Friday, October 31, 2014

  Take to heart, my PCC family and fellow Christ-followers, this quote from J. Oswald Chambers....."A great deal more failure is the result of an excess of caution than of bold experimentation with new ideas. The frontiers of the kingdom of God were never advanced by men and women of caution".. finish 2014 Strong and we'll continue to charge the gates of hell in 2015!  Share your story! 

Join us this weekend.  Ryan Williams will be sharing from Acts 7 this weekend.  Don't Forget to sign up for "Date Night", which is Nov. 8, and the cost is $25 per couple 6pm. and childcare is provided!

See you soon,


Tuesday, March 11, 2014

Christ-like Influence

(excerpt from a Renovare blog)
Can you think of some ways to influence people in a Christ-like way?  I am struck with the various ways we try to manage our image with people and coerce them into thinking as we think or doing what we want them to do.
A quick observation around the public coffee shop I am posting from reveals examples like: the way a person dresses (power-dressing or sensually stimulating); non-verbal body posturing (hand on the hip or pointing the index finger); and the use of money (boasting or seemingly limitless purchasing).  But, how should we, who are making an effort to step into the with-God life, influence people?
God does not force His way into our lives.  He respects our personhood, in this case, the dignity of our will, our choices.  He has invested more than we can imagine to reveal Himself to people over and over again; sending leaders like Moses and David; prophets like Samuel and Jeremiah; all these and many others; and, ultimately, His precious Son Jesus.  Jesus gentlyreveals, teaches, influences, transforms and actually partners with people.  He will work with any person who will respond to Him with open mind, warm heart, and obedient hands, feet and mouth.
Passages like Romans 12:9-21, James 4:11-12, and Matthew 7:1-12, teach us how to be Christ-like with each other, that is, respectful of people’s own will.  Jesus wants us to respect and influence gently with truth and patience, not coercion and manipulation.  We are to do such things as honoring one another above our selves; leave revenge to God; set aside judgmentalism, pride and conceit; rejoice with those who rejoice and mourn with those who mourn; and to ask for the things we need.  As Dallas Willard writes in The Divine Conspiracy, we are to maintain “a sensitive and non-manipulative presence” (p. 231) with each other.  Dallas goes on to write, ” … our approach to influencing others, for their good as well as ours, will be simply to ask: to ask them to change, and to help them in any way they ask of us. … Asking is indeed the great law of the spiritual world through which things are accomplished in cooperation with God and yet in harmony with the freedom and worth of every individual.”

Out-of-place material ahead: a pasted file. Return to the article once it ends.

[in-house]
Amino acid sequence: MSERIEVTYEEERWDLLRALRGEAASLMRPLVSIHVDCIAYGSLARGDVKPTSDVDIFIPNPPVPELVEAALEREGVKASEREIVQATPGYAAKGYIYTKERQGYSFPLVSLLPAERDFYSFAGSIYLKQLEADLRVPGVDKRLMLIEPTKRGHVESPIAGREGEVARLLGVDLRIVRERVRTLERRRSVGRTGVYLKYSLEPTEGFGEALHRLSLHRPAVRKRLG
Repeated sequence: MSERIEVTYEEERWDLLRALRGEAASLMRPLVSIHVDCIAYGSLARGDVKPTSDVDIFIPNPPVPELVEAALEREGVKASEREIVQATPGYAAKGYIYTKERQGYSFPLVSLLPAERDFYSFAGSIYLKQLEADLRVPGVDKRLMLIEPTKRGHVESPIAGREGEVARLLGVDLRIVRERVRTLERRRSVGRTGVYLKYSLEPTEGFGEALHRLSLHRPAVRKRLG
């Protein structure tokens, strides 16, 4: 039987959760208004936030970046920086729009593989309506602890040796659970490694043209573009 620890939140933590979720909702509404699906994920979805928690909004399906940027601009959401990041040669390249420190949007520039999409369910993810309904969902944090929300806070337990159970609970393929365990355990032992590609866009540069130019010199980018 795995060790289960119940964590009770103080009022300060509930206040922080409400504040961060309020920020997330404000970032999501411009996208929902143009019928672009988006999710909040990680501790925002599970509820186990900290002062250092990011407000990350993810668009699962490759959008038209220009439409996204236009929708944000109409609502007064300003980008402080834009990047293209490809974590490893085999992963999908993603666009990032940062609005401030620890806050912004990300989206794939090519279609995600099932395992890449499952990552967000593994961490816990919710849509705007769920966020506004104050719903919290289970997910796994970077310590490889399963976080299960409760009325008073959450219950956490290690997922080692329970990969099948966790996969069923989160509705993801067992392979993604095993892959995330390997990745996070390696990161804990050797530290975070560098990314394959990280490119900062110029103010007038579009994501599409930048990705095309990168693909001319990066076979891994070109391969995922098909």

Two ideas from God’s manner with us that I invite you to reflect on with me are: 1) that we would be wise to develop our patterns of influence to include more respectful requests of people, resisting the temptation to overwhelm them with our own will; and, 2) that we would be equally wise to continue to ask God for all that we need, resisting the temptation to take matters into our own hands.

Tuesday, January 14, 2014

Fasting thoughts

Thoughts from the Daniel Fast website...

Find two or three scriptures in the Bible that apply to your concern. God’s Word is true – so base your prayer on HIS promises.
Open your heart to God’s Holy Spirit. Ask Him to show you anything you may need to know about this matter.
Write down your prayer request like a petition to God based on what He’s already said in His Word. Date it, sign it and consider this a contract. You have submitted your petition to the Lord and according to Jesus, anything you ask in His name, and believe you receive, you will get it.
What does the enemy say about your situation? What does God say about your situation? What are you going to say about it? You want to declare the truth of God by speaking His words aloud.